Unlike standard rental properties, with holiday lets you can hike up the prices over peak periods such as summer, Christmas, school holidays and bank holidays, though you’ll probably never be able to charge quite as much as the £5,700 per night these luxury Scottish digs expect to fetch during the May bank holidays December Global Holidays. However, you’re also likely to have periods in the off-season with far fewer visitors paying lower prices if you’re in a traditional holiday area.
City centre apartments can have greater year-round appeal, and those a short commute from major cities such as London are more likely to be booked for weekend trips than more isolated destinations such as Cornwall.
Thanks to the explosion in popularity of sites like Airbnb, tourists are increasingly booking holiday lets as opposed to hotels and tourism generally is on the up in the UK. According to the Office for National Statistics Travel Trends report for 2014 (the latest available), visits to the UK rose 5.3% in 2014, and were at the highest level since records began in 1961. Visit England research suggests the number of UK residents taking holidays domestically has also increased in recent years, and with growing fears about terrorism abroad, this is only likely to rise further.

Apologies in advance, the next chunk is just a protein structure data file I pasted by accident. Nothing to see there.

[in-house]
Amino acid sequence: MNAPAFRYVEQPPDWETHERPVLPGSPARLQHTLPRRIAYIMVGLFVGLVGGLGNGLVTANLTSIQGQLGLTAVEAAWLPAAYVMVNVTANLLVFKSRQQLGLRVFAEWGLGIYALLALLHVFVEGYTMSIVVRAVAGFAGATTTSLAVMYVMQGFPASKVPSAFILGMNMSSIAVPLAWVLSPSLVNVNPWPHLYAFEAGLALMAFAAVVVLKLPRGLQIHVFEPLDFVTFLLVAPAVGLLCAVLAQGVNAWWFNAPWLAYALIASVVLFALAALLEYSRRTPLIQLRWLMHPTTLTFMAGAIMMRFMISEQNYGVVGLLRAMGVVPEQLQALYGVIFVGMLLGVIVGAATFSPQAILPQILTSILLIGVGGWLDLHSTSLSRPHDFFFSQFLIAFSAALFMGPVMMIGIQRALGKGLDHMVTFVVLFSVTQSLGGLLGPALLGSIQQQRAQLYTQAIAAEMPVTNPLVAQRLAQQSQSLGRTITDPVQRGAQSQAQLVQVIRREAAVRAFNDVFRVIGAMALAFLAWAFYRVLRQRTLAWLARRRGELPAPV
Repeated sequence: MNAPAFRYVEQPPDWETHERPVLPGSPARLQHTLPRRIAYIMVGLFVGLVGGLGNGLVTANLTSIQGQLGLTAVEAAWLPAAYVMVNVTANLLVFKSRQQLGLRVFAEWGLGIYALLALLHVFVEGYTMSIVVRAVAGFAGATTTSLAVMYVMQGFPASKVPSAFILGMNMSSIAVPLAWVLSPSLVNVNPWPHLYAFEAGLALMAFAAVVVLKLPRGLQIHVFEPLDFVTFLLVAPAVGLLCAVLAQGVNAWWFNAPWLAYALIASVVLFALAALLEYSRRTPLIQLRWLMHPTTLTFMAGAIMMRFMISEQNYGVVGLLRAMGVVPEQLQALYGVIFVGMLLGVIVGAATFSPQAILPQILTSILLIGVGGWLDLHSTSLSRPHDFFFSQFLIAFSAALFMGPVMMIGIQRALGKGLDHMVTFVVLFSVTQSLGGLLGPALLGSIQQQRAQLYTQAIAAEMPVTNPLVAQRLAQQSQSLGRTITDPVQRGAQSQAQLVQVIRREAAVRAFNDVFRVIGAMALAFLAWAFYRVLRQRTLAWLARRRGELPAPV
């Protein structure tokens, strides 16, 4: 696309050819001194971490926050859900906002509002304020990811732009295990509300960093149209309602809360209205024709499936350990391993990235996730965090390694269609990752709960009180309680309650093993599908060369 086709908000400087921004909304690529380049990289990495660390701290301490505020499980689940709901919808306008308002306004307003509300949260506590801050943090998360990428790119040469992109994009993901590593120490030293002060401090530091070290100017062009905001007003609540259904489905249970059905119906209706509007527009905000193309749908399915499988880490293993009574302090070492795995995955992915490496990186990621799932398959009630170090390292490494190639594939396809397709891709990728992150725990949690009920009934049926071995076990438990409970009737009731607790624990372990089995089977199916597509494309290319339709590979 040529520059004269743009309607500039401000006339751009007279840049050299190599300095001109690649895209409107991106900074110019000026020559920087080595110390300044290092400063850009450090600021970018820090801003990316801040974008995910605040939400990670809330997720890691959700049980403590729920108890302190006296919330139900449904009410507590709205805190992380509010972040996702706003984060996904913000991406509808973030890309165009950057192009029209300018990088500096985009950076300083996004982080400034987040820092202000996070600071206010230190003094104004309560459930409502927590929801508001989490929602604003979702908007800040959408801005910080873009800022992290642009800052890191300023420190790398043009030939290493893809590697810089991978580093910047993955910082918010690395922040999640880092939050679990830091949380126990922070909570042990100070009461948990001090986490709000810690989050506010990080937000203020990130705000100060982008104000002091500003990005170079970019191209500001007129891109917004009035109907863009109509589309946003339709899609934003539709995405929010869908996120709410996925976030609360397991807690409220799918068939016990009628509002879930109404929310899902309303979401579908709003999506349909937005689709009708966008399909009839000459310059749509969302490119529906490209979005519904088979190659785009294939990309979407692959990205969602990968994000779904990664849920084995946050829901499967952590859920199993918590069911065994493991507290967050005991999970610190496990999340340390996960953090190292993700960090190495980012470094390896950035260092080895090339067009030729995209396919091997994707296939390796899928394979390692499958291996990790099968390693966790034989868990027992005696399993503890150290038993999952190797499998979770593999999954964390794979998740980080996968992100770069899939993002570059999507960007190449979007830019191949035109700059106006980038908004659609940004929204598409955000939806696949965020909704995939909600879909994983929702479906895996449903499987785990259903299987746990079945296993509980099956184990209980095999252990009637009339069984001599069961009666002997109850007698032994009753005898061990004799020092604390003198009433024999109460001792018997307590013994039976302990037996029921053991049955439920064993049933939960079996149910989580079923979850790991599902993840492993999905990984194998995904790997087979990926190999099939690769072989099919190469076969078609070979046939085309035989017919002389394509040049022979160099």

The good news in terms of funding a holiday let is that you’ll only need around the same deposit – roughly 25% – that you would with a buy to let property, though as with the rest of the mortgage market, the best rates are reserved for those with low loan-to-value products.
The bad news is there’s a much smaller range of products to choose from. While there are more than 1,000 buy to let mortgage products on the market today, only a handful of lenders offer holiday let mortgages and requirements can be more stringent than those of buy to let mortgage providers. For example, Leeds Building Society, one of the main lenders in this market, requires the main applicant to have a minimum income of £40,000, whereas most buy to let lenders require just £25,000.